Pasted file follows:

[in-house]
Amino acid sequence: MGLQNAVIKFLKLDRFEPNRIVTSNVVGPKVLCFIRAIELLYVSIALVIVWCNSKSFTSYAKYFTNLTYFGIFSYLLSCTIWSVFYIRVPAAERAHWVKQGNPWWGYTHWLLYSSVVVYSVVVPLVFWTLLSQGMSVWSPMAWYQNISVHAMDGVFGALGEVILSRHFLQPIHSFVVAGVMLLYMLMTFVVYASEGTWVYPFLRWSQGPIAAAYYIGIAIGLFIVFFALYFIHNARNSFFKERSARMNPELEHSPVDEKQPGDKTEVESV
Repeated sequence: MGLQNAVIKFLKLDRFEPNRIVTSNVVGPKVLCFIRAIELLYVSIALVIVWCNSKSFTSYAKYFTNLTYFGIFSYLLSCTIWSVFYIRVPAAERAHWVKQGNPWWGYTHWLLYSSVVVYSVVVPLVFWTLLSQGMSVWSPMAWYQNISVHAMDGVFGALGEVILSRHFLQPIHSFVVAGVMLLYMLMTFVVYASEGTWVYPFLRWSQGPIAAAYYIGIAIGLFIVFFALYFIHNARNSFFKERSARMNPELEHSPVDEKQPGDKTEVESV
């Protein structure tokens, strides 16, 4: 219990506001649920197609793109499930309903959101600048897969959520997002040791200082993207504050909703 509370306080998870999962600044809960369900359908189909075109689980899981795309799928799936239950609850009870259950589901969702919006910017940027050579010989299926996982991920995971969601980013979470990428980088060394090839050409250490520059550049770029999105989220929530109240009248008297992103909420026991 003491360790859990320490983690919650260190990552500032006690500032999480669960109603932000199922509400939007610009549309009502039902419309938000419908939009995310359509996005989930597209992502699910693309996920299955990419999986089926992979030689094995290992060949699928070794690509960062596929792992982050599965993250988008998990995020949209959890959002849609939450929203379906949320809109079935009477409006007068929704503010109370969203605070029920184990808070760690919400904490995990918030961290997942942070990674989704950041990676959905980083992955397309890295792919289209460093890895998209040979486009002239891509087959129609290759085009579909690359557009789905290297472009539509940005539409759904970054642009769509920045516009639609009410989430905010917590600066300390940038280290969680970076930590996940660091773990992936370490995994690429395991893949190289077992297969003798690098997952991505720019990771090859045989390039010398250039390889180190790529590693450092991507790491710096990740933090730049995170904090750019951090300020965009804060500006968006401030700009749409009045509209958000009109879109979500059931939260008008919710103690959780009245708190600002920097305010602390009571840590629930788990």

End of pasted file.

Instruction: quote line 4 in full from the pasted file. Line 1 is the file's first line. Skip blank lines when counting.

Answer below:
């Protein structure tokens, strides 16, 4: 219990506001649920197609793109499930309903959101600048897969959520997002040791200082993207504050909703 509370306080998870999962600044809960369900359908189909075109689980899981795309799928799936239950609850009870259950589901969702919006910017940027050579010989299926996982991920995971969601980013979470990428980088060394090839050409250490520059550049770029999105989220929530109240009248008297992103909420026991 003491360790859990320490983690919650260190990552500032006690500032999480669960109603932000199922509400939007610009549309009502039902419309938000419908939009995310359509996005989930597209992502699910693309996920299955990419999986089926992979030689094995290992060949699928070794690509960062596929792992982050599965993250988008998990995020949209959890959002849609939450929203379906949320809109079935009477409006007068929704503010109370969203605070029920184990808070760690919400904490995990918030961290997942942070990674989704950041990676959905980083992955397309890295792919289209460093890895998209040979486009002239891509087959129609290759085009579909690359557009789905290297472009539509940005539409759904970054642009769509920045516009639609009410989430905010917590600066300390940038280290969680970076930590996940660091773990992936370490995994690429395991893949190289077992297969003798690098997952991505720019990771090859045989390039010398250039390889180190790529590693450092991507790491710096990740933090730049995170904090750019951090300020965009804060500006968006401030700009749409009045509209958000009109879109979500059931939260008008919710103690959780009245708190600002920097305010602390009571840590629930788990």